The Lithuania Report.

After less than an hour crammed into the back of a Fokker propjet, I made the transition from Latvia to Lithuania. My plan, based on advanced checks on the fixtures was to see the only A Lyga game on the Tuesday, when Dainava played Tauras in a mid-table match, and then to follow this with the top two Zalgiris v Ekranes. I still had not decided on arriving in Riga whether to hire a car or to use buses and stay overnight in Alytus after the Dainava game.

In the end, my decision was made for me. While I was in Riga, I discovered that the fixture detail had been changed during the week before the matches, and my favourite Wednesday game, Zalgiris – Ekranes game was not to be played in the capital, but in Marijampole, a two hour bus ride away. This meant there was no public transport from there (or any other game) suitable to return me to the capital in time for my 6.30 flight on Thursday.

And so on arrival at the airport, my first job was to check car hire prices. A local company offered me three days for around £100, and knowing that Hertz, operating out of the next office bar one were charging almost twice as much, I took it straight off. Now comes the bit where modern technology really helps. Instead of trying to read a map and drive in an unknown country, my SatNav found the route to the hotel straight away. Still, it took some time after spotting the road, in a rather run down suburb, to find the hotel – which turned out to be ultra-modern once one entered. Clean, bright, spacious and while the breakfast did not add to much, the internet worked.

It took only ten minutes to walk to the town centre. Vilnius is larger than its rivals in Tallinn and Riga, and very well preserved. There are more churches than you could worship at in a month of Sundays. The country is predominantly Catholic and signs in the city centre commemorated a visit by Pope John Paul II in 1993. I managed a good walk around before the sun went down, and then entered a local establishment that provided a very palatable wheat beer, as well some food.

Vilnius Cathedral – one of many churches in the Capital, although not typical of the local style!

There is a strong but friendly rivalry between the three Baltic nations, all of which left the Soviet Union in 1991 and joined the European Union (and NATO) in 2004. I believe all three would like to embrace the Euro, but progress has been slowed by the recent economic crisis, which has put a halt to recent growth. There is one significant difference, Estonia and Latvia have never been other than small countries trying to fend off (not always successfully) the superpowers of the region, Sweden, Russia, Poland and Lithuania.

Lithuania (as part of a shared commonwealth with Poland) was the power in central Europe from the 15th to 18th centuries. The Grand Duchy of Lithuania included the current states of Belarus, Ukraine and Moldova, as well as parts of other states such as Romania, Poland and Russia. Even now it is larger than either Latvia or Estonia in terms of area and population – the three together have about one and a half times the population of Scotland, in an area which is almost twice the size of Scotland. I know the standard comparison unit is normally Wales, but I feel Scotland needs some recognition.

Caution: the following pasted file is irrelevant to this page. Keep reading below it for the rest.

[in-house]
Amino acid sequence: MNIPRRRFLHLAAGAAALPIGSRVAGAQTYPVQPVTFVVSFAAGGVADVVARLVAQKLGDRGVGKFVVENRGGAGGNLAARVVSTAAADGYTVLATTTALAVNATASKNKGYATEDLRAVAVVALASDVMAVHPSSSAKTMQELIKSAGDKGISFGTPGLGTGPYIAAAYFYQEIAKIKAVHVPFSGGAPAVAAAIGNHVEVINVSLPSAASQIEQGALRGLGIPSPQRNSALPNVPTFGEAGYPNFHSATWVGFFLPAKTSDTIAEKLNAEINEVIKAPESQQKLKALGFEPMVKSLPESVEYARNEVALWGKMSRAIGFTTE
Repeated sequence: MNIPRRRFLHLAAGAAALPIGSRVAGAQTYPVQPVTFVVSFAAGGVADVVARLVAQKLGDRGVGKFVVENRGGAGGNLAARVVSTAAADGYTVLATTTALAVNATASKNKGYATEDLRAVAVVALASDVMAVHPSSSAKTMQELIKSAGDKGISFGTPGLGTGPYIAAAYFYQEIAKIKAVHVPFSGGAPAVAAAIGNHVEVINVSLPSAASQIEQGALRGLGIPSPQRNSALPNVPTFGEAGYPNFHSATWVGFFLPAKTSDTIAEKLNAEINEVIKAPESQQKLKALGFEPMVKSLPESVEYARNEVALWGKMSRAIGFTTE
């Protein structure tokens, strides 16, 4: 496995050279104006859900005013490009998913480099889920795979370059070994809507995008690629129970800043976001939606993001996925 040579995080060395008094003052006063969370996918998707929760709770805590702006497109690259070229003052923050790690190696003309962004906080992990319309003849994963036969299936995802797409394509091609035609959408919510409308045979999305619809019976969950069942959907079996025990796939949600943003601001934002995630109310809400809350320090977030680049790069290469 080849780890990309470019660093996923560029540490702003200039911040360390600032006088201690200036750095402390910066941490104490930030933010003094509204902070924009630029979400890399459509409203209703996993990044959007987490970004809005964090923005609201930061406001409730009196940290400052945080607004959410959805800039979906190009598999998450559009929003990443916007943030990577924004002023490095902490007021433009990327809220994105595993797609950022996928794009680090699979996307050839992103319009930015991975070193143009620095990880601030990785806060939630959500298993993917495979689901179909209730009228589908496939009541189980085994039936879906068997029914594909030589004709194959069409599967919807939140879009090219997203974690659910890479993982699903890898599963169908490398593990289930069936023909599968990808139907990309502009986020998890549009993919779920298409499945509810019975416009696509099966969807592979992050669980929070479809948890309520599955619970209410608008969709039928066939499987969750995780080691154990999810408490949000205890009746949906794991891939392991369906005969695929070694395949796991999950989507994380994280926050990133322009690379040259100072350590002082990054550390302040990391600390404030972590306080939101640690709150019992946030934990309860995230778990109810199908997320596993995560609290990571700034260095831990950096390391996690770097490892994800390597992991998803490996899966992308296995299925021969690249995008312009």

The local rivalries extend to the football field, and the trio have created a number of cross border challenges, which are almost completely ignored by the local populations. The three day, three match triangular tournaments are a favourite, even though these can never give the best of football. These are biased in favour of the home team, and the last two were won by the home team. Lithuania won a international series held in Kaunas last June, while Skonto won the champions completion, held at their indoor arena (which includes a full sized pitch) in January. The tournament total attendances were not exactly spectacular. The three games in Kaunas totalled a crowd of around 2000, whereas only 500 people headed to the Riga tourney.

The Zalgiris Stadium in Vilnius, although not currently in use, the pitch looks worn, and there is a groundsman working on it.

In ranking terms, Lithuania lead the way – they are ranked 54 by FIFA, ahead of Latvia (75) and Estonia (82), while UEFA rankings for clubs places Lithuania in 32nd , Latvia one lower, and Estonia 43rd. This gives all of them four entries in European competition, and all starting at the same stages. (Wales are 46th, Northern Ireland 49th). This is also reflected in attendances – the Estonian League has (according to European Football Statistics) an average “crowd” of just 188 in 2010, Latvia had 448, while Lithuania gets 880.

Zalgiris again.

So Tuesday morning arrived, rather dull and damp, and making me pleased to have explored the city centre in the previous evening’s sunshine. Fortunately, conditions improved allowing me to make the drive to Alytus in reasonable weather. The countryside was a mixture of woodland and agricultural land, but little of any great interest. At no point did I feel compelled to stop and admire the scenery.

As for Alytus, it would be easy to dismiss it as an ugly town, but this is a little unfair. It is bland and apparently uninteresting, but has a saving grace in the form of a large expanse of parkland that comes right into the centre of town, keeping the regulation apartment buildings at bay. Within this area is the Alytaus miesto Stadionas. (The extra “a” in the place name is correct, and I assume is possessive), miesto Stadionas means Town Stadium. What one gets is a very neat, and very new (it replaces another stadium on the same site). The press offices told me that it now holds 3700 seats, with two stands each the length of the pitch – a larger covered one on one side, and a lower open area opposite. The ground boasts the almost obligatory athletics track, with no facilities at either end. Neither stand has any elevation, so at least 10% of the seats are best avoided as too low.

The home fans at Dainava. A smaller number of away fans take up position at the other end of the stand

This probably ranks the stadium only behind the new stadium in Marijampole as the second best in the country, and during the week before my visit, it had the honour of staging the National Cup final.

The team name Dainava refers to an area within the city of Alytus. The visitors were Tauras, from the city of Taurage. This appears just to be a contraction of the town name, taking the local spelling for a zodiac sign and naturally using a bull on their badge. It appears that the city names are rarely included in the club’s official names here, although Klaipeda, Mazeikiai, Siauliai and Kaunas are all just place names. Suduva is the area which includes Marijampole. Zalgiris is the local name for the major battle that cemented Lithuanian power early in the 15th century (English history books would refer to it as the Battle of Grunwald).

The main stand at Dainava, Alytus